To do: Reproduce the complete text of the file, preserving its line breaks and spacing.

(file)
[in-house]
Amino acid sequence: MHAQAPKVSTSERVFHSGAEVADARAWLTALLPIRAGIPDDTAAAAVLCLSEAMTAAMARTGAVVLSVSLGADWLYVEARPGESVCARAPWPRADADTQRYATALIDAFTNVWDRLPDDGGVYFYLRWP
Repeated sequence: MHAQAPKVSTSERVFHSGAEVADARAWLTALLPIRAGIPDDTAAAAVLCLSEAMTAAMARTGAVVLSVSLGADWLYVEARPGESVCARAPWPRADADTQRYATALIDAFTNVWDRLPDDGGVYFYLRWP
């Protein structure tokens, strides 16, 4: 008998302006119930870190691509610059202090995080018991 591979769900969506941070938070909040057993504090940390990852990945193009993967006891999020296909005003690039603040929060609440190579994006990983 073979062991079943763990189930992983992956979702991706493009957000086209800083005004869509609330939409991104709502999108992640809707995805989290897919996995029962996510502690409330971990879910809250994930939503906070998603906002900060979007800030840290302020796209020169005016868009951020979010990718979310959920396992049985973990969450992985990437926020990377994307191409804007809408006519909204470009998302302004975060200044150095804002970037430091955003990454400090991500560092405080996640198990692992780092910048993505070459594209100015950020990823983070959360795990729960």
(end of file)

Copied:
[in-house]
Amino acid sequence: MHAQAPKVSTSERVFHSGAEVADARAWLTALLPIRAGIPDDTAAAAVLCLSEAMTAAMARTGAVVLSVSLGADWLYVEARPGESVCARAPWPRADADTQRYATALIDAFTNVWDRLPDDGGVYFYLRWP
Repeated sequence: MHAQAPKVSTSERVFHSGAEVADARAWLTALLPIRAGIPDDTAAAAVLCLSEAMTAAMARTGAVVLSVSLGADWLYVEARPGESVCARAPWPRADADTQRYATALIDAFTNVWDRLPDDGGVYFYLRWP
């Protein structure tokens, strides 16, 4: 008998302006119930870190691509610059202090995080018991 591979769900969506941070938070909040057993504090940390990852990945193009993967006891999020296909005003690039603040929060609440190579994006990983 073979062991079943763990189930992983992956979702991706493009957000086209800083005004869509609330939409991104709502999108992640809707995805989290897919996995029962996510502690409330971990879910809250994930939503906070998603906002900060979007800030840290302020796209020169005016868009951020979010990718979310959920396992049985973990969450992985990437926020990377994307191409804007809408006519909204470009998302302004975060200044150095804002970037430091955003990454400090991500560092405080996640198990692992780092910048993505070459594209100015950020990823983070959360795990729960």